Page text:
UPDATE

June 3, 2005

On finance and practice

Homebuyers are also getting soaked by an average of $1,250 in dubious closing costs, such as loan application, "document prep," or "table funding" fees. These charges are supposed to be spelled out in a Good Faith Estimate of closing costs, which lenders should give consumers when they apply for a loan or within three business days of application. But about 70 percent of consumers in the survey say they didn't see this document before the closing.

Bad habits (even financial ones) start early Roughly 10 percent of teenagers carry their own credit cards, and nearly 16 percent pay only the minimum amount due each month. That's according to the results of a nationwide poll of 1,065 students, conducted by JA Worldwide (Junior Achievement) and The Allstate Foundation. Credit card ownership increases with age, with only 6 percent of 13- and 14-year-olds carrying plastic, increasing to 21 percent of those 18 or 19. Card ownership also varied by region. Nearly 18 percent of all teens in New Mexico had cards, compared with just 8 percent in Minnesota. The total number of teens nationwide with credit cards dropped from 13 percent last year, according to the same organizations that conducted this year's poll.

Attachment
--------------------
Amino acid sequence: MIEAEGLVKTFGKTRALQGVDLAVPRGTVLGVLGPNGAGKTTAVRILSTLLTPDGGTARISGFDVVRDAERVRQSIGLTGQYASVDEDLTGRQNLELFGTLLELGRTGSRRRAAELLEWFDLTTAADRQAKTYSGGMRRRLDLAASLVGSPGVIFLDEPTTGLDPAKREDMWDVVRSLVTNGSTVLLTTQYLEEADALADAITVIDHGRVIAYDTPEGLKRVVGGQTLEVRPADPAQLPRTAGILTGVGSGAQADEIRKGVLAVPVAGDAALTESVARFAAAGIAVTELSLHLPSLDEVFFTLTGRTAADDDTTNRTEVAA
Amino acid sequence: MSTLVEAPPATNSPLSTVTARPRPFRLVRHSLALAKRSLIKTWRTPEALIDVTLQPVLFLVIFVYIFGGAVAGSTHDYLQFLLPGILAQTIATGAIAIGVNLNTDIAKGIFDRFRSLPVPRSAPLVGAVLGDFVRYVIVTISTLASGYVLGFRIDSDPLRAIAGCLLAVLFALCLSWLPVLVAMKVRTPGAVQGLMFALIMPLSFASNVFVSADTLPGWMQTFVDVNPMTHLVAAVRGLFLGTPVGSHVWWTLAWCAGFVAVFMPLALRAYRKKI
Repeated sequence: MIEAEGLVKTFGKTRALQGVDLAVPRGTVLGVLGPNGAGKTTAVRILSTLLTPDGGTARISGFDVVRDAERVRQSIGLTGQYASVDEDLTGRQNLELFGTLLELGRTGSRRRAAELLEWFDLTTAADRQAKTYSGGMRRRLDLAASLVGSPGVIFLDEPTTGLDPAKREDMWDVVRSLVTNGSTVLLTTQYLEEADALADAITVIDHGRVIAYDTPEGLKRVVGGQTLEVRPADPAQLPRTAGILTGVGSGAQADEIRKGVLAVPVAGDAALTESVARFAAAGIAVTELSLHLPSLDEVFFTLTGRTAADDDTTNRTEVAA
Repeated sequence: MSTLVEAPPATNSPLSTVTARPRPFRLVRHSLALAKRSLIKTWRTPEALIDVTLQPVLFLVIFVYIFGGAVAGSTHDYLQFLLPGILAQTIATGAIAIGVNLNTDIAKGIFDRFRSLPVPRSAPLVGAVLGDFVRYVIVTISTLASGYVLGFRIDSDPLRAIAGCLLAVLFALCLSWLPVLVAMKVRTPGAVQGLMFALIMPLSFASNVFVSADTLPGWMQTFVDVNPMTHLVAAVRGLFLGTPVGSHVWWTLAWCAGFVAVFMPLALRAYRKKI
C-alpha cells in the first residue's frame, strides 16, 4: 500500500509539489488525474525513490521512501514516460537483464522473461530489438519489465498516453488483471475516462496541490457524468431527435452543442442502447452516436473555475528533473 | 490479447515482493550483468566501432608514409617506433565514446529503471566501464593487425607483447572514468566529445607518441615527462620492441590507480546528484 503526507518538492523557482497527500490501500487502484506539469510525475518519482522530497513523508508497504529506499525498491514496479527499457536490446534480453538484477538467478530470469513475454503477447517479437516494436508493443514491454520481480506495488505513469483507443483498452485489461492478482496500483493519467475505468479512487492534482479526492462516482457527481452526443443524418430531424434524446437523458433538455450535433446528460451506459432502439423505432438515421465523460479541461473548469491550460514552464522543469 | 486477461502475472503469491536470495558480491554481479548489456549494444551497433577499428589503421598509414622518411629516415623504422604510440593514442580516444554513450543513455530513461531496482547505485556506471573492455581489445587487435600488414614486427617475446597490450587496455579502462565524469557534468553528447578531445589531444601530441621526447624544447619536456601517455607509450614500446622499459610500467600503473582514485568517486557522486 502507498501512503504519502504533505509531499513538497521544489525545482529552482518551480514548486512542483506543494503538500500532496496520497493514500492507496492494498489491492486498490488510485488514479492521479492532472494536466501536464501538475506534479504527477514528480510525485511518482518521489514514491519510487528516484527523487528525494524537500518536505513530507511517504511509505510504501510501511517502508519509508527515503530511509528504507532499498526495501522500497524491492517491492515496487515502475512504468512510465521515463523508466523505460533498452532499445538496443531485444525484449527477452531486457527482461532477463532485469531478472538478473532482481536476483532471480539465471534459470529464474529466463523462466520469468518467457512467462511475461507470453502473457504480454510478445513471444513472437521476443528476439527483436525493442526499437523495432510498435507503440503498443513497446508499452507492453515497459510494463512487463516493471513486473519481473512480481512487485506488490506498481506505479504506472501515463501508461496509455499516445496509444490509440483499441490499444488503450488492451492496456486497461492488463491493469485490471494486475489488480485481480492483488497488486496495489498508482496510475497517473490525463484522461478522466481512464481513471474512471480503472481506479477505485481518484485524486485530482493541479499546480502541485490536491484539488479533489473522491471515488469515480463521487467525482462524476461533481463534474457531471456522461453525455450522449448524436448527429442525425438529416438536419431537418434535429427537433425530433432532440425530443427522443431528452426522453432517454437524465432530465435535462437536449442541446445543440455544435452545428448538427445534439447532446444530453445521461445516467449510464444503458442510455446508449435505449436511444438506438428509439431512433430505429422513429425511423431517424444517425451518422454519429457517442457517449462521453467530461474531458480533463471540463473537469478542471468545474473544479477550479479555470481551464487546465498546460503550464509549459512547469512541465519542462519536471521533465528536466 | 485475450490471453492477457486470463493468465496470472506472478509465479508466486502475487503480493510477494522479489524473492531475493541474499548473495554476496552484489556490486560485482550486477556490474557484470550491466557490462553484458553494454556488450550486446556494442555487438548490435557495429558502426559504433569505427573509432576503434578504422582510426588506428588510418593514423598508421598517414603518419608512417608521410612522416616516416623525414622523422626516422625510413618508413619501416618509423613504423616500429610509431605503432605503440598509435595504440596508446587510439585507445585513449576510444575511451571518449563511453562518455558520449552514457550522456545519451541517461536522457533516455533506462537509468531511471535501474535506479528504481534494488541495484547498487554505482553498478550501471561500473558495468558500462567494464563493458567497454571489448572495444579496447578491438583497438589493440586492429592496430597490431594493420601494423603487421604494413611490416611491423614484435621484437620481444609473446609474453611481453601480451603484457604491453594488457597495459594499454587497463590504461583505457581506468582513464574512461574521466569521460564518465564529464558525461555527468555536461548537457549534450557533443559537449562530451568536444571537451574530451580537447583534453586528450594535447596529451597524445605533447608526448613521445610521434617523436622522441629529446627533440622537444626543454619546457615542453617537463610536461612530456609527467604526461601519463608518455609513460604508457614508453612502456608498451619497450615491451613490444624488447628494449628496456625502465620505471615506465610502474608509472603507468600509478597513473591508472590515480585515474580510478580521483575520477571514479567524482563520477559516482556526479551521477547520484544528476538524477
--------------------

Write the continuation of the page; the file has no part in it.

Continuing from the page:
Investing in good corporate citizens Cummins, an Indiana-based engine maker, has been named by Business Ethics ( http://www.business-ethics.com) as the top "corporate citizen" for its track record in total return to shareholders, community service, corporate governance, and social responsibility. The magazine ranks the firms in the Russell 1000 Index, which covers large-cap stocks. The other companies that made the top-10 list, in rank order, are: Green Mountain Coffee Roasters, St. Paul Travelers, Nuveen Investments, Intel, Wells Fargo, Hewlett-Packard, Procter & Gamble, Novell, and Xerox.

Retiree health benefits are drying up Only 13 percent of private employers offered health benefits in 2002 to Medicare-eligible retirees, down from 20 percent in 1997, according to a new study issued by the Employee Benefit Research Institute. The overall percentage of older retirees who had health coverage from private employers dipped from 28 percent in 1997 to 25 percent in 2002, the latest year for which data is available.

Chances are that trend will continue, as many retirees who do have additional health insurance face higher premiums and reduced benefits. Of those employers that offered retiree health benefits, 37 percent with at least 500 employees required retirees to pay 100 percent of the premium for coverage in 2000, up from 27 percent in 1997.